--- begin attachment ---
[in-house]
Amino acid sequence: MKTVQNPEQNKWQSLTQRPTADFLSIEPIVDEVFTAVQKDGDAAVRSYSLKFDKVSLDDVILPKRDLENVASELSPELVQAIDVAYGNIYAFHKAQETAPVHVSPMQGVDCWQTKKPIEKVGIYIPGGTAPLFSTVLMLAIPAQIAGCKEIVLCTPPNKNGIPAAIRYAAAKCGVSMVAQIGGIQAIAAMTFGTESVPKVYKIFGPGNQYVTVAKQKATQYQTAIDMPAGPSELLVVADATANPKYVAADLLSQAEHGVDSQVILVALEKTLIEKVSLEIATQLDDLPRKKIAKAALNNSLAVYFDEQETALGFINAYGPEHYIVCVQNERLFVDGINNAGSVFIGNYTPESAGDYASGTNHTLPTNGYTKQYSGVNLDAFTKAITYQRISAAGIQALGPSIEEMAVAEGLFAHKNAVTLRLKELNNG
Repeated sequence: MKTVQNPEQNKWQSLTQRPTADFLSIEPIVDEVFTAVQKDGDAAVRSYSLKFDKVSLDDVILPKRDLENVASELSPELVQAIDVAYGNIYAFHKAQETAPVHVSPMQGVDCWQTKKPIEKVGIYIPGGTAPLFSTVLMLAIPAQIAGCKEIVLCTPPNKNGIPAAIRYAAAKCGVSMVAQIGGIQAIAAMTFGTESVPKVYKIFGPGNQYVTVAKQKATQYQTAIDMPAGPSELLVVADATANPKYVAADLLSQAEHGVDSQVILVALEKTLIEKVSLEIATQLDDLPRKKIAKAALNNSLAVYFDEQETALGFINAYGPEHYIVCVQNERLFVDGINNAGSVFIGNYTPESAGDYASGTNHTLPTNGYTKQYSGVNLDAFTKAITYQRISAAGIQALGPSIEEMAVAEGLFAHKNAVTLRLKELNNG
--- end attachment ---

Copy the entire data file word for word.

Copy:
[in-house]
Amino acid sequence: MKTVQNPEQNKWQSLTQRPTADFLSIEPIVDEVFTAVQKDGDAAVRSYSLKFDKVSLDDVILPKRDLENVASELSPELVQAIDVAYGNIYAFHKAQETAPVHVSPMQGVDCWQTKKPIEKVGIYIPGGTAPLFSTVLMLAIPAQIAGCKEIVLCTPPNKNGIPAAIRYAAAKCGVSMVAQIGGIQAIAAMTFGTESVPKVYKIFGPGNQYVTVAKQKATQYQTAIDMPAGPSELLVVADATANPKYVAADLLSQAEHGVDSQVILVALEKTLIEKVSLEIATQLDDLPRKKIAKAALNNSLAVYFDEQETALGFINAYGPEHYIVCVQNERLFVDGINNAGSVFIGNYTPESAGDYASGTNHTLPTNGYTKQYSGVNLDAFTKAITYQRISAAGIQALGPSIEEMAVAEGLFAHKNAVTLRLKELNNG
Repeated sequence: MKTVQNPEQNKWQSLTQRPTADFLSIEPIVDEVFTAVQKDGDAAVRSYSLKFDKVSLDDVILPKRDLENVASELSPELVQAIDVAYGNIYAFHKAQETAPVHVSPMQGVDCWQTKKPIEKVGIYIPGGTAPLFSTVLMLAIPAQIAGCKEIVLCTPPNKNGIPAAIRYAAAKCGVSMVAQIGGIQAIAAMTFGTESVPKVYKIFGPGNQYVTVAKQKATQYQTAIDMPAGPSELLVVADATANPKYVAADLLSQAEHGVDSQVILVALEKTLIEKVSLEIATQLDDLPRKKIAKAALNNSLAVYFDEQETALGFINAYGPEHYIVCVQNERLFVDGINNAGSVFIGNYTPESAGDYASGTNHTLPTNGYTKQYSGVNLDAFTKAITYQRISAAGIQALGPSIEEMAVAEGLFAHKNAVTLRLKELNNG